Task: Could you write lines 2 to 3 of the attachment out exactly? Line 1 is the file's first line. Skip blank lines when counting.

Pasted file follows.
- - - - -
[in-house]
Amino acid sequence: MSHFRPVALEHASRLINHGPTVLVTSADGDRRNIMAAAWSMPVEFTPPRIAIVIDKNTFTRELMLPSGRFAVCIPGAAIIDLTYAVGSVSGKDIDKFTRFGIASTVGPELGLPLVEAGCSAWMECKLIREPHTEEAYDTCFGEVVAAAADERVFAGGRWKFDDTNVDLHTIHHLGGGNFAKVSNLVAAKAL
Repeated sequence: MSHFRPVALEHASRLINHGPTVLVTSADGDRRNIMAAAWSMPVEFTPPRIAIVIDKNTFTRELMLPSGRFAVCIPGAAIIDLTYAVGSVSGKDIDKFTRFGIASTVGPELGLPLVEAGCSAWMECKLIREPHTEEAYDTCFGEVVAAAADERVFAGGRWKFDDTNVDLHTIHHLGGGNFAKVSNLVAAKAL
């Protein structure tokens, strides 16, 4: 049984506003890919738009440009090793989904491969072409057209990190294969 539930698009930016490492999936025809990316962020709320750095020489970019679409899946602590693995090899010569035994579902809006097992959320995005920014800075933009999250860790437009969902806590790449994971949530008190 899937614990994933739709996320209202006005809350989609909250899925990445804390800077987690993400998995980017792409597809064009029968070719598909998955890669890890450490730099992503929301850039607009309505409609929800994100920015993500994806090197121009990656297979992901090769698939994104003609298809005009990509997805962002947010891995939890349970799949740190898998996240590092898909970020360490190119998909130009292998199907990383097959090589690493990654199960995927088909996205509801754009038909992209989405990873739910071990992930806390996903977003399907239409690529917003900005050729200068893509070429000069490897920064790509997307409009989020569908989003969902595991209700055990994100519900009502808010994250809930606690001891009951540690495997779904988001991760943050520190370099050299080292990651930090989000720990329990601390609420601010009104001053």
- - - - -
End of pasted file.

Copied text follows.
Amino acid sequence: MSHFRPVALEHASRLINHGPTVLVTSADGDRRNIMAAAWSMPVEFTPPRIAIVIDKNTFTRELMLPSGRFAVCIPGAAIIDLTYAVGSVSGKDIDKFTRFGIASTVGPELGLPLVEAGCSAWMECKLIREPHTEEAYDTCFGEVVAAAADERVFAGGRWKFDDTNVDLHTIHHLGGGNFAKVSNLVAAKAL
Repeated sequence: MSHFRPVALEHASRLINHGPTVLVTSADGDRRNIMAAAWSMPVEFTPPRIAIVIDKNTFTRELMLPSGRFAVCIPGAAIIDLTYAVGSVSGKDIDKFTRFGIASTVGPELGLPLVEAGCSAWMECKLIREPHTEEAYDTCFGEVVAAAADERVFAGGRWKFDDTNVDLHTIHHLGGGNFAKVSNLVAAKAL